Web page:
Leonard Cohen On The Heart Of “The Gypsy’s Wife”
This recently uploaded excerpt from the Harry Rasky documentary, The Song of Leonard Cohen,1 contains an especially explicit discussion by Cohen of the portion of his life that is captured in the song.
The Leonard Cohen and Suzanne Elrod History
In 1969, Cohen and Suzanne Elrod,2 an artist, began a relationship that Rasky claims was a marriage while Cohen has said that “cowardice” and “fear” precluded marriage. Given that in this clip, Cohen terms the relationship a “marriage,” one can understand Rasky’s contention.
In any case, the union resulted in the birth of two children, Adam in 1972 and Lorca in 1974, both of whom are pictured in the video clip and in the screenshot below.
The relationship between Cohen and Elrod ended by 1979, when the documentary was filmed. That final disruption is the focus of “The Gypsy’s Wife.”
The Video Of Leonard Cohen’s “The Gypsy’s Wife”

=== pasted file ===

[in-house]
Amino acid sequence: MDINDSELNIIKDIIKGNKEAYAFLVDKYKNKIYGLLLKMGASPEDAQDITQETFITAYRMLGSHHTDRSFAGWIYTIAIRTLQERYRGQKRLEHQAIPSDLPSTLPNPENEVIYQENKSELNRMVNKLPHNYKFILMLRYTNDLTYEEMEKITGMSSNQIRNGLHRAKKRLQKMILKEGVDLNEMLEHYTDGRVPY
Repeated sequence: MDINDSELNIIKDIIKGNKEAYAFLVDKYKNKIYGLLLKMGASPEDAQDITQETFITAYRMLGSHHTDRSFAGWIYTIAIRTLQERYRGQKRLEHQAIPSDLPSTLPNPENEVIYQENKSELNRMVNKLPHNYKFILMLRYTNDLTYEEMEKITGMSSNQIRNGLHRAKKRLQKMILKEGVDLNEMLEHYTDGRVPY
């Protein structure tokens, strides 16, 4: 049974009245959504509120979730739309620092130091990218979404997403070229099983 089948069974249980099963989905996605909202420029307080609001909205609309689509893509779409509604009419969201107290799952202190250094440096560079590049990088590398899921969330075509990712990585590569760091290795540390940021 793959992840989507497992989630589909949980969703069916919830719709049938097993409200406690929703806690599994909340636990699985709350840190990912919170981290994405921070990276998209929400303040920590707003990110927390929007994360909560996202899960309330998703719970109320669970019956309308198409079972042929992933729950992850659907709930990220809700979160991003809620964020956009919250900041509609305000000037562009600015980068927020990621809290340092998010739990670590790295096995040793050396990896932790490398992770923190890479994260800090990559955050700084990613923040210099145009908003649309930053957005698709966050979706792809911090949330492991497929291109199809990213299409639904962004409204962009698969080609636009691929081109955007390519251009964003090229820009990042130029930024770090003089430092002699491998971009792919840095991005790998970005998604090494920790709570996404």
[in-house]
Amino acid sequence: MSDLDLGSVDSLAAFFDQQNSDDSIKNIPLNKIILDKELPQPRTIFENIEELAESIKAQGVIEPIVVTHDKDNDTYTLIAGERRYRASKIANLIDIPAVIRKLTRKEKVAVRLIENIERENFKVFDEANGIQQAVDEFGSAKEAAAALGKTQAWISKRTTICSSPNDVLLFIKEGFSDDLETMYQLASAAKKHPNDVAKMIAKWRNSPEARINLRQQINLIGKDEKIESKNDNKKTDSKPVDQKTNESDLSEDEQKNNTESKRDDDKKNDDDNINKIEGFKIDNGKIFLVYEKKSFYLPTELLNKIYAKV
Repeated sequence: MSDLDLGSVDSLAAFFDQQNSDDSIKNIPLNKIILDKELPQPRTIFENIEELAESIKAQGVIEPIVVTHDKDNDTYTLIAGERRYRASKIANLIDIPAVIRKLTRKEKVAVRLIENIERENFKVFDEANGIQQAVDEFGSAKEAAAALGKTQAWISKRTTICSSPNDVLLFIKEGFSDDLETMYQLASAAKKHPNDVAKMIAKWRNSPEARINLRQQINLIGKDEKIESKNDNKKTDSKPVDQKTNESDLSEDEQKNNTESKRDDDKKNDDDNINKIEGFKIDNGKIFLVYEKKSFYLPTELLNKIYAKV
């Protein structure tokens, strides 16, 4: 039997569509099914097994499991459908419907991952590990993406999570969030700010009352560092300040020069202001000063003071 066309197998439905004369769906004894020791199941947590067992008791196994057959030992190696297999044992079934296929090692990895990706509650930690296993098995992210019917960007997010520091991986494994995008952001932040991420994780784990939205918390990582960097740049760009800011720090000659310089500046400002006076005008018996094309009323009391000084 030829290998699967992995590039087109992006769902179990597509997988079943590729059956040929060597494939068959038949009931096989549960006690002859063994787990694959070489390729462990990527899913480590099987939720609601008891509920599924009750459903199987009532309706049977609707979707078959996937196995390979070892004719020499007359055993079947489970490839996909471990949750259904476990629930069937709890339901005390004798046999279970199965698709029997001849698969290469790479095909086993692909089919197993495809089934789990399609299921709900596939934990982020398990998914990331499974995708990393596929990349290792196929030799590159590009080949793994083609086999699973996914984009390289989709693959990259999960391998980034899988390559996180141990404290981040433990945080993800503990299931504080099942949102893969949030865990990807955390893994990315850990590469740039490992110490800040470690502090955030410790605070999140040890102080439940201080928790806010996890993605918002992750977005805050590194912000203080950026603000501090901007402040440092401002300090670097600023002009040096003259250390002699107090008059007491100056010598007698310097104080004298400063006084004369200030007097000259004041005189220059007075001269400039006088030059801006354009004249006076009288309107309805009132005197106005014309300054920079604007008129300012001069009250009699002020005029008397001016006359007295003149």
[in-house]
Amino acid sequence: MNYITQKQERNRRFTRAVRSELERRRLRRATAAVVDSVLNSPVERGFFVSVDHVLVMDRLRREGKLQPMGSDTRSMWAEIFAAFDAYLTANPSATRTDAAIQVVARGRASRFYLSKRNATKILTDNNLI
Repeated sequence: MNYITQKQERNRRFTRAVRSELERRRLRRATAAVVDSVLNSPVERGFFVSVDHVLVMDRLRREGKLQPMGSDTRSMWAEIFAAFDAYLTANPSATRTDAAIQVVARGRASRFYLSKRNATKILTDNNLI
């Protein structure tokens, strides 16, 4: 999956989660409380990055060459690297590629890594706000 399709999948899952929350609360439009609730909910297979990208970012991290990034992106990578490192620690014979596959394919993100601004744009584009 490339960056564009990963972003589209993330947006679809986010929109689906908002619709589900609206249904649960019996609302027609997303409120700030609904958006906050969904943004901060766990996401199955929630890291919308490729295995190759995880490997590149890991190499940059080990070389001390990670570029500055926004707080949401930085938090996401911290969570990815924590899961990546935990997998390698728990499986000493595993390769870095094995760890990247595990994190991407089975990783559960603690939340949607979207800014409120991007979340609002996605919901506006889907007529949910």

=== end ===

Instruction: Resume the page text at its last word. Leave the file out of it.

In addition to the explication and a solid performance of the song, Cohen also reads his poem, “Slowly I Married Her.”
Leonard Cohen on The Gypsy’s Wife
Bonus: Suzanne Elrod At Home In Hydra
Suzanne Elrod has lived at the home Cohen originally purchased in Hydra for some time although rumors have surfaced that she may be leaving.
- For those interested in learning more about The Song of Leonard Cohen, I recommend the concise, well written Review by Dick Straub. [↩]
- As previously noted in The 2008 Leonard Cohen Field Guide, the song, “Suzanne,” does not refer to Suzanne Elrod. It was Suzanne Verdal, the wife (then) of Cohen’s friend, the Québécois sculptor Armand Vaillancourt, who fed the singer tea and oranges. [↩]
- Elrod is also pictured on the cover of “Death Of A Ladies’ Man
- I found the photos from Vogue at LeonardCohenFiles. [↩]